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Earthquake awareness essential for Idahoans

The Aberdeen Times of Aberdeen, Idaho

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Idaho Governor C.L. "Butch" Otter today signed a proclamation designating October 2015 as Earthquake Awareness Month. Thirty-two years ago this month the Borah Peak earthquake killed two schoolchildren, injured a number of others and caused more than $12 million in damages. The Governor's proclamation encourages Idahoans to be prepared and recognizes the important role emergency managers and others play in public safety in times of disaster.

"Being aware of hazards and risks we face in Idaho is critically important to staying safe and minimizing loss of life," said Brad Richy, chief of the Idaho Bureau of Homeland Security. "While earthquakes cannot be predicted, and there is no earthquake season as with wildfires and floods, being aware that they can and do happen in Idaho and having a plan for you and your family can minimize injury and prevent the loss of life."

The Great Idaho Shake Out earthquake drill encourages participants to drop, cover and hold on at 10:15 a.m. (local time) October 15, 2015, to prepare themselves for an earthquake. Thousands of Idahoans already are signed up to participate. Participants include Idaho businesses, schools, healthcare organizations, volunteer and nonprofit organizations, to name a few. Anyone can participate, from a single individual at home to a small, medium or large company at the workplace. For information on how to be part of this important worldwide effort to enhance earthquake preparedness, go to www.shakeout.org/idaho.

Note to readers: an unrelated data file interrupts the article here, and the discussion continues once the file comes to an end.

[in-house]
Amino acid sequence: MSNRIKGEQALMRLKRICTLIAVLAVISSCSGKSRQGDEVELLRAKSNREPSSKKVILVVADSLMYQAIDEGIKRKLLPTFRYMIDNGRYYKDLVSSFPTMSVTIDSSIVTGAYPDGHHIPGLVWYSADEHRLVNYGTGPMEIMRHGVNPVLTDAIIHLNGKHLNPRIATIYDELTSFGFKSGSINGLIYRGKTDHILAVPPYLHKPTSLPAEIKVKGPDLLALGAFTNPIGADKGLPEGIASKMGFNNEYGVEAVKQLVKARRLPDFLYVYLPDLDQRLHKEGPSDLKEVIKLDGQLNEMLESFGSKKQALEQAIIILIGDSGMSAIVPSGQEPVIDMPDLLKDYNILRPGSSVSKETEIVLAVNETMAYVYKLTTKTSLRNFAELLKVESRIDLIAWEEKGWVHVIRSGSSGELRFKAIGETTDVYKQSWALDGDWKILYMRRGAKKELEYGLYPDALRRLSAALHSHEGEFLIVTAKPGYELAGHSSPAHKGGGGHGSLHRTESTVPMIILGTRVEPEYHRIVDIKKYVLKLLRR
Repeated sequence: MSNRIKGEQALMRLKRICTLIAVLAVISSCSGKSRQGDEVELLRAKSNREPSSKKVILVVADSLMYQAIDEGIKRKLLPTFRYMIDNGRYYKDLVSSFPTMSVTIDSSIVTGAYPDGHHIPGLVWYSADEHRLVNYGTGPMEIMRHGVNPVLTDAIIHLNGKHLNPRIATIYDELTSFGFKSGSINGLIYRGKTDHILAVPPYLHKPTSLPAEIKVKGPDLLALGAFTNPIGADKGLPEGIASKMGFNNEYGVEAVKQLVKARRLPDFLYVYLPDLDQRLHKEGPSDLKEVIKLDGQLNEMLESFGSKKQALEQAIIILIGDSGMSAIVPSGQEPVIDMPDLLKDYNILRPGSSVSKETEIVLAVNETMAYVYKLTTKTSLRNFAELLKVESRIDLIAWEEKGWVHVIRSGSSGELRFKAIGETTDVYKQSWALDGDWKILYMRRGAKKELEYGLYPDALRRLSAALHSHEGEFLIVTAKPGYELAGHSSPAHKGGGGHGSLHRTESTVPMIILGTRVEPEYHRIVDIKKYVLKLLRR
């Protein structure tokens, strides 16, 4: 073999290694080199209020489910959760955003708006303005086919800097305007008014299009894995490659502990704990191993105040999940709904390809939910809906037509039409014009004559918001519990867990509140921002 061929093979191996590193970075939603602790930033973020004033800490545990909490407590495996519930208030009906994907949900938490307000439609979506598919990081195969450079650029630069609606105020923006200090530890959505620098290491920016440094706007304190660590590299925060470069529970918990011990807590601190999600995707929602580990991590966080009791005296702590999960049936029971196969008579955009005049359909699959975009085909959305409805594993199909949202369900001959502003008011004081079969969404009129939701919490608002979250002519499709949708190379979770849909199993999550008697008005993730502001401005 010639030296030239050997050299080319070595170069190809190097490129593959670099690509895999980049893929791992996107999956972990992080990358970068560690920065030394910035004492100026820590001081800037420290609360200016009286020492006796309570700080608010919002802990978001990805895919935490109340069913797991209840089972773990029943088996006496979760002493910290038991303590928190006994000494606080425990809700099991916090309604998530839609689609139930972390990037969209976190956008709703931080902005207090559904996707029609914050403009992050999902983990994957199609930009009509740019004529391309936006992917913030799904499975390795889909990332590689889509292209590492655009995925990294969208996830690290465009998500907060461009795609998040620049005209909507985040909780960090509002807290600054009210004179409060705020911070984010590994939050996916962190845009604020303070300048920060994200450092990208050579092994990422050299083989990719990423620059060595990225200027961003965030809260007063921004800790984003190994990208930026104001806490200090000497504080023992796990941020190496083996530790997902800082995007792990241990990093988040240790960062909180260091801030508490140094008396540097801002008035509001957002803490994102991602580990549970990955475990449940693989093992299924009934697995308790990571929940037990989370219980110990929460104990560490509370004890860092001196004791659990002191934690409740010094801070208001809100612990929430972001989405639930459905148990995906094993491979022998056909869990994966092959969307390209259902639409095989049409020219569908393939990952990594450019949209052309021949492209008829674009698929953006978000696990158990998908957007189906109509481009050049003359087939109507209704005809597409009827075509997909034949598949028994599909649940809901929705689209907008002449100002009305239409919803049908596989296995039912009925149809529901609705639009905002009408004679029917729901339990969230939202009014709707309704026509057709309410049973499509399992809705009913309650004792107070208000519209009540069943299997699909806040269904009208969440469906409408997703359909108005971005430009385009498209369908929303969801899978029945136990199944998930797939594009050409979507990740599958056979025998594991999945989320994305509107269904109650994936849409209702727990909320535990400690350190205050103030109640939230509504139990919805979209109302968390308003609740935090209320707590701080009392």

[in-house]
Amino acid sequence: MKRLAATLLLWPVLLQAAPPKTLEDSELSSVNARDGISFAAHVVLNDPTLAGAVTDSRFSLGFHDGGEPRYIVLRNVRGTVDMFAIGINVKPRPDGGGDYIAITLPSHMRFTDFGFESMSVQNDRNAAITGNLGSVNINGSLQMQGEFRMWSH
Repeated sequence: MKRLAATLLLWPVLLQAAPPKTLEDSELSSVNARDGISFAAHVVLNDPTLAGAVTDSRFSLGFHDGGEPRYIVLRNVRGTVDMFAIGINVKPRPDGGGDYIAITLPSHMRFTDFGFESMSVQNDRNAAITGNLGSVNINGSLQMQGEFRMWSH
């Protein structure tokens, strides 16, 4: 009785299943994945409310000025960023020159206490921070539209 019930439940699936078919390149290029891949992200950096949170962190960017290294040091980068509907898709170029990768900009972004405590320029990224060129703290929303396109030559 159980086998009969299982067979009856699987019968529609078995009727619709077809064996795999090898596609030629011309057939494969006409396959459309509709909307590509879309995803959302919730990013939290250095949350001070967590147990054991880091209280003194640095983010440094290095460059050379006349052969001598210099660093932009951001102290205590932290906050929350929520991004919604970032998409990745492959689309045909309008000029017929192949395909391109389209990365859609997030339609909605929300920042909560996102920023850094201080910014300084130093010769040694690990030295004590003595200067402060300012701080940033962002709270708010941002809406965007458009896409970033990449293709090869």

"Idahoans should understand that our state is the sixth most seismically active state in the U. S.," said State Geologist Michael "Ed" Ratchford, Ph.D. "Two recent examples of earthquakes in Idaho are the Challis 5.0 event that occurred on January 3, 2015 and the Sandpoint 3.9 event on April 24, 2015.

"Historically, Idaho has experienced much larger and damaging earthquakes such as the Borah Peak 6.9 event that occurred on October 28, 1983."

Earthquake Safely Tips:

If you are inside stay where you are until the shaking stops Do not run outside.

Drop down to your hands and knees so the earthquake doesn't knock you down and crouch under a table or near an inside wall.

Cover your head and neck with your arms to protect yourself from falling debris.

If you are outdoors, move away from buildings, streetlights and utility wires.



Copyright 2015 The Aberdeen Times, Aberdeen, Idaho. All Rights Reserved. This content, including derivations, may not be stored or distributed in any manner, disseminated, published, broadcast, rewritten or reproduced without express, written consent from SmallTownPapers, Inc.

Original Publication Date: October 7, 2015



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